Women in F1: 'It's too late for me,' says Danica Patrick

    Story highlights

    • Danica Patrick plans to stay in NASCAR
    • American is arguably the most famous woman in motorsport

    (CNN)Formula One chief executive Bernie Ecclestone might have once been keen for U.S. motorsport star Danica Patrick to join the top tier of motorsport, but don't expect her to make that switch anytime soon.

    Patrick, who continues to put the pedal to the metal on NASCAR's ovals for Stewart-Haas Racing, told CNN she has no plans to change careers.
      "I'm getting too old to change careers again and again, and I don't really have a desire to do anything different than what I'm doing right now," said Patrick, who was speaking in a special "Women in F1" edition of CNN's The Circuit.
      "I'm around my friends and family, and I'm racing internationally -- and F1 I don't think would really provide that.
      "I lived in England for a few years and F1 was all I thought about doing, but to be honest when I came back home to the States I thought this is where I want to be.
      "You can never say never about anything -- but at this point in time, I'm happy where I'm at."
      The 33-year-old has had to ignore her fair share of critics in her record-breaking racing career in the U.S.
      Patrick proved her talents by becoming the first woman to win an IndyCar race in 2008 and the first to grab pole position in the NASCAR Sprint Cup series at the Daytona 500 two seasons ago.
      But seven-time NASCAR champion Richard Petty said during a live Q&A session as recently as 2014 that Patrick would only win a NASCAR race "if everybody else stayed home."
      He added: "If she had of been a male, no-one would ever have known she'd shown up at a racetrack. This is a female deal."
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      A household name in the U.S., who is as well known for her TV appearances and modeling assignments as for her hard and fast driving on track, Patrick hasn't had an easy time of it navigating a route to the top of her profession.
      "You have to be confident in what you're doing. You have to be sure of it, you have to be assertive and all those things help develop a thick skin," the American said.
      "The higher you climb, the more people you're exposed to and the more judgment you get. I have developed that over time and it's a protection layer.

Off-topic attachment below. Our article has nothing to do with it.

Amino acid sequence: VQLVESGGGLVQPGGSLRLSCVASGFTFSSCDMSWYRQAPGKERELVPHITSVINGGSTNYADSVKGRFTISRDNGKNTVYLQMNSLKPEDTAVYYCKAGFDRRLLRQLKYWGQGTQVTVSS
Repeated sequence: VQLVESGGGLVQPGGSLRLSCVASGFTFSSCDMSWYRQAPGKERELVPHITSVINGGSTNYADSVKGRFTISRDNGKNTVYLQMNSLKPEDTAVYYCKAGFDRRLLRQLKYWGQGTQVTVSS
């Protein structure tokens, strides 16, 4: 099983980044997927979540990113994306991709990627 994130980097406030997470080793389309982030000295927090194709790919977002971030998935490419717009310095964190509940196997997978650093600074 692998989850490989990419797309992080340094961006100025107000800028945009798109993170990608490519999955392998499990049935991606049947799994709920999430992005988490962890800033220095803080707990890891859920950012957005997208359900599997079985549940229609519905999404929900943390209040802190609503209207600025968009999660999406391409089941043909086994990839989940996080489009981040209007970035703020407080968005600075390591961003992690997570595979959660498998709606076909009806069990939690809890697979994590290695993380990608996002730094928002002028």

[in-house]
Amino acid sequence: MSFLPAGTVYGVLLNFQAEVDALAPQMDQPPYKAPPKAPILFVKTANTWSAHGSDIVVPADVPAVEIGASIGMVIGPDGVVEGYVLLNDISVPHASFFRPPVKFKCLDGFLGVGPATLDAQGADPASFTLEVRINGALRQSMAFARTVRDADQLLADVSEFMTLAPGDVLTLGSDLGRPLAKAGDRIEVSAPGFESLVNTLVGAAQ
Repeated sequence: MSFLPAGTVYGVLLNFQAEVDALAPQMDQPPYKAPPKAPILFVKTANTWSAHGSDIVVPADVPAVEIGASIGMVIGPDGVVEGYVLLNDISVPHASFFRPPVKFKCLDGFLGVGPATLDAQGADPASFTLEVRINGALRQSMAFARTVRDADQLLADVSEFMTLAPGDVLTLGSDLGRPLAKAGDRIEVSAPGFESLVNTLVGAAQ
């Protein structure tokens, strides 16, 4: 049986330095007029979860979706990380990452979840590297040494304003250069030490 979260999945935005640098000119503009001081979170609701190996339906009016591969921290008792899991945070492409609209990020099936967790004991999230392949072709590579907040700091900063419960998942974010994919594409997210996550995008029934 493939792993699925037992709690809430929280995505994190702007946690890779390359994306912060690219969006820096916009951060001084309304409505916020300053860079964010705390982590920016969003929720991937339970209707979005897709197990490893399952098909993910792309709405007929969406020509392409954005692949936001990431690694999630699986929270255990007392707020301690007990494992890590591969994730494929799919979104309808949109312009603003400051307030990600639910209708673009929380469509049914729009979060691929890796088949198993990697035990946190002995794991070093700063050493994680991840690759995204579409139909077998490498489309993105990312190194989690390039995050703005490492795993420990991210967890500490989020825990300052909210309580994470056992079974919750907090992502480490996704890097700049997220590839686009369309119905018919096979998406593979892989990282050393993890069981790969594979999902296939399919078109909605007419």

"A lot of people say really mean things and I can't say nothing fazes me whatsoever but, more than anything, I feel sorry for them, that they attack in such a negative way on someone that they don't know at all."
      Patrick began karting at the age of 10 -- her younger sister Brooke wanted to give it a go and Patrick didn't want to miss out on the fun.
      After honing her racing skills in Europe, she returned home to ply her trade in IndyCar, where she became the first woman to win a race in the series at the Indy Japan 500 at Motegi.
      Her third-place finish in 2009 at the prestigious Indy 500 -- classed as one leg of motorsport's "Triple Crown" along with F1's Monaco Grand Prix and the Le Mans 24-hour race -- is also the best by a female racer.
      Patrick switched to NASCAR in 2012 and made an immediate impact when she took pole at the Daytona 500, the first by a woman in Sprint Cup history.
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      "I actually never thought about being a girl in racing until I was about 14," she said. "That's when TV shows were wanting to do programs on me, and of course the question came up.
      "My Mom, my Dad never let me use that as some sort of benchmark, like 'You're the best girl out there.' It was really about being the best driver."
      During her U.S. racing career, now into its 11th year, she insists she has never encountered sexism, despite conceding motorsport is a man's world.
      "I don't feel like I have lived in a day and age where I have experienced sexism," Patrick told CNN.
      "I know how to talk to guys because I've been around them since I was 10 years old, so I understand how they think, and I talk that way too.
      "I think back to the days when women weren't allowed in the pits, and I've never had to experience that.
      "Racing is, by all means, very male-driven, it's mostly men, but in this day and age those things are shifting.
      "There are guys and girls crossing over at all kinds of jobs. It's still not 50% girls, 50% guys, but it's more normal."
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